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“The Summer of Song” by Aida Ndiaye
It’s a short story that takes place in Oakland, CA. It’s about a girl named Zina who lives across the street from this family that moved in. She befriends the girl that lives there and they start to hang out for often. When Zina, and her newfound friend from China go to get Zina vaccinated, Tanny, Zina’s friend, get’s racially profiled. Zina lies to the man to stop him from going any further.
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“Are We Having A Revolution, Or Is It Something Else” by Cristee Cook
A poem about what it’s like to be a black mother in America, from the perspective of a white mother.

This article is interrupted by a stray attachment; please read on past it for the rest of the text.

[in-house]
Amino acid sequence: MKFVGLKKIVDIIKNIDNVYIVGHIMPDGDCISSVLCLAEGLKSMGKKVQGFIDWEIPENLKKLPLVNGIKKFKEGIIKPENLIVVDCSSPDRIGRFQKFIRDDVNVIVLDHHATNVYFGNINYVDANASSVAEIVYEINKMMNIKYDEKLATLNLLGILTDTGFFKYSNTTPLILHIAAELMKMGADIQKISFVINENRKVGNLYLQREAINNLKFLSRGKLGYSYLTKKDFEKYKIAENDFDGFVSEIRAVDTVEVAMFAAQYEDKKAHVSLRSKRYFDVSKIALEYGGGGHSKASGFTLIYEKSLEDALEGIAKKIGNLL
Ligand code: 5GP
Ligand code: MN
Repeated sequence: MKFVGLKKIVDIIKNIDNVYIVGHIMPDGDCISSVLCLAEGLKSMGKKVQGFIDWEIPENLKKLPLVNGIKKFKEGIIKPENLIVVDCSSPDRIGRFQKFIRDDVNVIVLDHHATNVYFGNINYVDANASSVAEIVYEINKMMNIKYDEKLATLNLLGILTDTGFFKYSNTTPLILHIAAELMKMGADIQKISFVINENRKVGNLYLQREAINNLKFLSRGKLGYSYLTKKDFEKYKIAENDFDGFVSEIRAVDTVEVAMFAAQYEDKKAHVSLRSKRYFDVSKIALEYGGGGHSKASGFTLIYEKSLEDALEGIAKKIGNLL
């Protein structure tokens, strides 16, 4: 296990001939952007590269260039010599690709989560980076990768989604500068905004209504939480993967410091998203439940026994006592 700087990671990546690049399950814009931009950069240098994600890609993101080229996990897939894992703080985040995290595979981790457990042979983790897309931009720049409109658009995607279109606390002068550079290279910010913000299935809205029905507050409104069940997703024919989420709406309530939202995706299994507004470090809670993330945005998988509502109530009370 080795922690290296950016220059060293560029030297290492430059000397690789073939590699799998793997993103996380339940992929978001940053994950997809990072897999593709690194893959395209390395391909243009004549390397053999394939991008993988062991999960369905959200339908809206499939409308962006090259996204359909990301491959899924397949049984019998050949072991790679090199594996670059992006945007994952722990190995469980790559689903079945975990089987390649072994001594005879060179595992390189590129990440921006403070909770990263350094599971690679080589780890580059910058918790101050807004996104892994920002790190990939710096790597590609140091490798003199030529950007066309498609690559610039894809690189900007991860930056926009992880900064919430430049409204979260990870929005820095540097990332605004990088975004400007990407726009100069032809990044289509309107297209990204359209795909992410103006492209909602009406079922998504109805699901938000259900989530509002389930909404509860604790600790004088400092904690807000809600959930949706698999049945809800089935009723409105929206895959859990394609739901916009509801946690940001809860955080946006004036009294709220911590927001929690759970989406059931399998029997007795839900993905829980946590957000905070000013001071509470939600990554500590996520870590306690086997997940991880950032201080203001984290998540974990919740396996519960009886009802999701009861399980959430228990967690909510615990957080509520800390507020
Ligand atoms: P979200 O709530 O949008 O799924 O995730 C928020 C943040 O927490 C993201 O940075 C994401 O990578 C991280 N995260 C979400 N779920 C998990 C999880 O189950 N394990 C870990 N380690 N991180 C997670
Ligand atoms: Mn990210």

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“Normal Kid Stuff” by Cristee Cook
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“America” by Jade Coleman
This piece is my take on America. All of the injustices that we as black people face in America. We will continue to push for justice and until we receive it we will not back down.
“Covid Masks” by Vincent L Mason
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“Tired Blood” by Shemetra Carter
A Black woman thinks she’s turning into a White woman.
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“Zemill & Brotha Deep Speak – The Audacity of Truth” by Efrem Zemill
A compilation of socially conscious, spoken work and the many shades of love. It is an auto-biographical interview of my life and culminates with an inspiring motivational message! I hope you enjoy!
“Untitled #1” by Tim Rhoze
The author’s response to the Murdering of Black People
“The Circle Will Remain Unbroken” by Deitrah Joye Taylor
I am a public historian and dramaturg. This is my narrative of reunion after COVID 19
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“Killing Ourselves” by Mariot Valcin Jr.